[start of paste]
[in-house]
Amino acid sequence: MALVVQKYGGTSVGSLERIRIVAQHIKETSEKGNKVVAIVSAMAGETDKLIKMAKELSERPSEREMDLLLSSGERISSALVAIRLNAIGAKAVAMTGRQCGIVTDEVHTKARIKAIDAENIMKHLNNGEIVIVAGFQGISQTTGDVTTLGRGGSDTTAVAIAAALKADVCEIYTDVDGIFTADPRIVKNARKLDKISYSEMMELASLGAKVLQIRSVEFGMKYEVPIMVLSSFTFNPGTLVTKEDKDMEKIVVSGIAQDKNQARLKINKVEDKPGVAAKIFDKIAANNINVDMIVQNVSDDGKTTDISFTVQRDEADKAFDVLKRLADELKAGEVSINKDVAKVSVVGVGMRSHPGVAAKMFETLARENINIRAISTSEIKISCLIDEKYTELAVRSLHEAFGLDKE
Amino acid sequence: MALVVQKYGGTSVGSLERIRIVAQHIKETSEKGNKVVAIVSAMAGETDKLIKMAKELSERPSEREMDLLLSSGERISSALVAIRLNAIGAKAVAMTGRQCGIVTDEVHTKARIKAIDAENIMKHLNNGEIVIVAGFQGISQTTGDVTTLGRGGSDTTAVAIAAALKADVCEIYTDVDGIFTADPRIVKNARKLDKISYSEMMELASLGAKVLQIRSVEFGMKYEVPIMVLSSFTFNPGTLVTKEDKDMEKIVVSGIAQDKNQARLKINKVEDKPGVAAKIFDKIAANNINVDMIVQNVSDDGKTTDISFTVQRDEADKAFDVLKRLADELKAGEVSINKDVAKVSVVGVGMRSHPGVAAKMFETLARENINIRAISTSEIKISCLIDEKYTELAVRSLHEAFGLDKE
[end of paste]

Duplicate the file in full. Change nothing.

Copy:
[in-house]
Amino acid sequence: MALVVQKYGGTSVGSLERIRIVAQHIKETSEKGNKVVAIVSAMAGETDKLIKMAKELSERPSEREMDLLLSSGERISSALVAIRLNAIGAKAVAMTGRQCGIVTDEVHTKARIKAIDAENIMKHLNNGEIVIVAGFQGISQTTGDVTTLGRGGSDTTAVAIAAALKADVCEIYTDVDGIFTADPRIVKNARKLDKISYSEMMELASLGAKVLQIRSVEFGMKYEVPIMVLSSFTFNPGTLVTKEDKDMEKIVVSGIAQDKNQARLKINKVEDKPGVAAKIFDKIAANNINVDMIVQNVSDDGKTTDISFTVQRDEADKAFDVLKRLADELKAGEVSINKDVAKVSVVGVGMRSHPGVAAKMFETLARENINIRAISTSEIKISCLIDEKYTELAVRSLHEAFGLDKE
Amino acid sequence: MALVVQKYGGTSVGSLERIRIVAQHIKETSEKGNKVVAIVSAMAGETDKLIKMAKELSERPSEREMDLLLSSGERISSALVAIRLNAIGAKAVAMTGRQCGIVTDEVHTKARIKAIDAENIMKHLNNGEIVIVAGFQGISQTTGDVTTLGRGGSDTTAVAIAAALKADVCEIYTDVDGIFTADPRIVKNARKLDKISYSEMMELASLGAKVLQIRSVEFGMKYEVPIMVLSSFTFNPGTLVTKEDKDMEKIVVSGIAQDKNQARLKINKVEDKPGVAAKIFDKIAANNINVDMIVQNVSDDGKTTDISFTVQRDEADKAFDVLKRLADELKAGEVSINKDVAKVSVVGVGMRSHPGVAAKMFETLARENINIRAISTSEIKISCLIDEKYTELAVRSLHEAFGLDKE